A dimmer switch helps set the mood in a family room, dining room, or even a bedroom, plus it extends the life of your light bulbs and helps you save on electricity, according to Lowe’s. Prices start at about $20-$30 per switch, plus supplies such as a wire stripper and a wall plate (if needed).
The home store offers a step-by-step guide for installing one yourself but you should hire an electrician if you aren’t comfortable with it or your home’s wiring isn’t compatible with the instructions.
As for a thermostat, energy-conscious buyers like the flexibility of a programmable thermostat, which costs less than $50 and looks modern and sleek. This best-selling Honeywell thermostat is about $30 and installs easily.
Redo the caulk around the sinks and the tub
Home Depot has a step-by-step guide for removing and replacing caulk that’s dingy, moldy, or dirty. This project can cost less than $50 for supplies such as caulk, a paint scraper, and a utility knife.
Bleach away mold in bathroom grout
Experts recommend scrubbing with a mix of water and bleach, or cleaners such as CLR or Bar Keepers Friend, which also can tackle hard water stains, mineral deposits, soap scum, and refresh stainless steel fixtures.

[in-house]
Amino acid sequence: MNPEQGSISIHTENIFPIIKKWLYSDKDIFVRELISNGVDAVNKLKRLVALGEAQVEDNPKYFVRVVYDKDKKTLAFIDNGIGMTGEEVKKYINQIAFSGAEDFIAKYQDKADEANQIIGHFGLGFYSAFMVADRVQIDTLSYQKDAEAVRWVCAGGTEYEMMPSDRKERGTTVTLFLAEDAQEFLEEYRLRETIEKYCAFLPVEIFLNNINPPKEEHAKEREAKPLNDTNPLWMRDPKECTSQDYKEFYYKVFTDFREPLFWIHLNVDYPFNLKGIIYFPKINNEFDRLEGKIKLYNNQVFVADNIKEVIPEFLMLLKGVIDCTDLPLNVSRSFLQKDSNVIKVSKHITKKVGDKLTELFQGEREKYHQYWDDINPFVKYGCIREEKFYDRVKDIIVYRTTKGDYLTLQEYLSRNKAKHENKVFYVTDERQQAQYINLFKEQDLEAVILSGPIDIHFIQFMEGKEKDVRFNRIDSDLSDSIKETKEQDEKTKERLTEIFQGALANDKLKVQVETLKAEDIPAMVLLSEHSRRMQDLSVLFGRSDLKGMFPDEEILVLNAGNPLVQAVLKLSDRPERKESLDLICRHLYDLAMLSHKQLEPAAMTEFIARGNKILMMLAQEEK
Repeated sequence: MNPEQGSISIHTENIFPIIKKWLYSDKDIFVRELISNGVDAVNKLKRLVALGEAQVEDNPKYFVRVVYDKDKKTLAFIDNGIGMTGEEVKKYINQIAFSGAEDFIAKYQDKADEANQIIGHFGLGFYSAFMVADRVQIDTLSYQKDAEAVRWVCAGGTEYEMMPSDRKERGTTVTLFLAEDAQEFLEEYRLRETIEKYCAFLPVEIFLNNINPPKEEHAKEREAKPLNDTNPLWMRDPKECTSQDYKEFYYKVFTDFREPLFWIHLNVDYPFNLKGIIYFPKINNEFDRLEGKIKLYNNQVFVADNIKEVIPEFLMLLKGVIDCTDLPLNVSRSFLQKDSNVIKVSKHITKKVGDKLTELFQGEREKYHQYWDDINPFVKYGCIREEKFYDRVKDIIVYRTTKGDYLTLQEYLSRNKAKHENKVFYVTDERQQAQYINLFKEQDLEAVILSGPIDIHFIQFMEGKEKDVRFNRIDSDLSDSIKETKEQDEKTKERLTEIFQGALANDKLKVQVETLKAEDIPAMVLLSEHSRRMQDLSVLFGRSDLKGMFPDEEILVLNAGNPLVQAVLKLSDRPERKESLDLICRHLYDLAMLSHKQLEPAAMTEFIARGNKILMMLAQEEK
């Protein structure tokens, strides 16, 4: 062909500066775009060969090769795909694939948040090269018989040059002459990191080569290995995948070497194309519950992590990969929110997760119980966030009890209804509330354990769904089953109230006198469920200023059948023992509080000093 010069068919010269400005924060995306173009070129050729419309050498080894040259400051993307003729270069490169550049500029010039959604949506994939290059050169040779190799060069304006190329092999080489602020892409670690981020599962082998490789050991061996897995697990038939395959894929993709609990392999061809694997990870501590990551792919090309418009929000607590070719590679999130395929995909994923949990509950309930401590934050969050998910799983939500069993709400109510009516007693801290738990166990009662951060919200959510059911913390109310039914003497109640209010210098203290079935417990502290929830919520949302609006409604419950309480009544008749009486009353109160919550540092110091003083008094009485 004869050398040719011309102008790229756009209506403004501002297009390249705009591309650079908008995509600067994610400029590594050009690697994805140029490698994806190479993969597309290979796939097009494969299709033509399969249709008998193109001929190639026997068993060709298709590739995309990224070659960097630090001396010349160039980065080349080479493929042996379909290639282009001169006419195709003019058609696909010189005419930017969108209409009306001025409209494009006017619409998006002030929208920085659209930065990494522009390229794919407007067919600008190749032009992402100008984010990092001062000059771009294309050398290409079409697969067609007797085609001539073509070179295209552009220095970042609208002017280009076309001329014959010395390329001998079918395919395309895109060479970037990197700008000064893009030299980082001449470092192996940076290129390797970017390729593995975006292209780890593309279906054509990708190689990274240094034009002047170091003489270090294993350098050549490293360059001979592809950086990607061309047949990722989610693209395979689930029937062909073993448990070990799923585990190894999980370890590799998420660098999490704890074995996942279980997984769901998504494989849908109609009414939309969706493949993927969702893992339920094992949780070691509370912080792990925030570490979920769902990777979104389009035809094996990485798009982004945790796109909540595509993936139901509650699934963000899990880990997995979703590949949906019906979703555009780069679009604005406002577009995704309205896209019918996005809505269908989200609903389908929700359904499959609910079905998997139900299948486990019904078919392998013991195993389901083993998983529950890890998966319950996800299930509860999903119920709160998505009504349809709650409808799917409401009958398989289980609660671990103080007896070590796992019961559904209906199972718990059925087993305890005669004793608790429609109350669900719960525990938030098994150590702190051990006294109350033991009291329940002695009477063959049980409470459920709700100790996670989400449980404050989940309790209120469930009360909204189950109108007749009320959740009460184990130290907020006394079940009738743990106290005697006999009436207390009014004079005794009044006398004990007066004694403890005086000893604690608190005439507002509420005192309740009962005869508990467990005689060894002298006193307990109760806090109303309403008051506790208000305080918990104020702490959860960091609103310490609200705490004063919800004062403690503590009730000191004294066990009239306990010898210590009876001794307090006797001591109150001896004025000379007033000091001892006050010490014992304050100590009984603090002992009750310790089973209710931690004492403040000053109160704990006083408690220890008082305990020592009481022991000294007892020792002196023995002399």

Spring for new cabinet handles, hinges, and door knobs
These provide a fresh and new feeling for a low cost. Prices vary depending on materials, but expect to pay about $35 to $50 for a set of 10 knobs at Home Depot.
Update appliances (if you can afford it)
Traditional stainless steel is the most in-demand finish among today’s homebuyers, 75% of top agents say. Updating to all-new stainless steel appliances (including the refrigerator, stove, range hood, dishwasher, and microwave) costs an average of $4,229, with an average estimated ROI of $5,982, or 41.5%.
Prices vary depending on features, such as energy efficiency. GE’s 30 in. 5.3 cu. ft. Slide-In Electric Range with Self-Cleaning Oven in Stainless Steel, for instance, costs about $1,500.
Your agent also can advise you on which repairs are worthwhile based on your price point. Stuppard recently sold a house where a fence enclosed only part of the yard. Although at first she thought the seller might have to pay to enclose the whole yard, the home’s interior was in such good shape that it easily showed better than the competition, so she told the seller to leave the fence as is.
“It’s very situational to the house, the things you want to invest in and the things that you don’t,” she shares.
7. Improve your curb appeal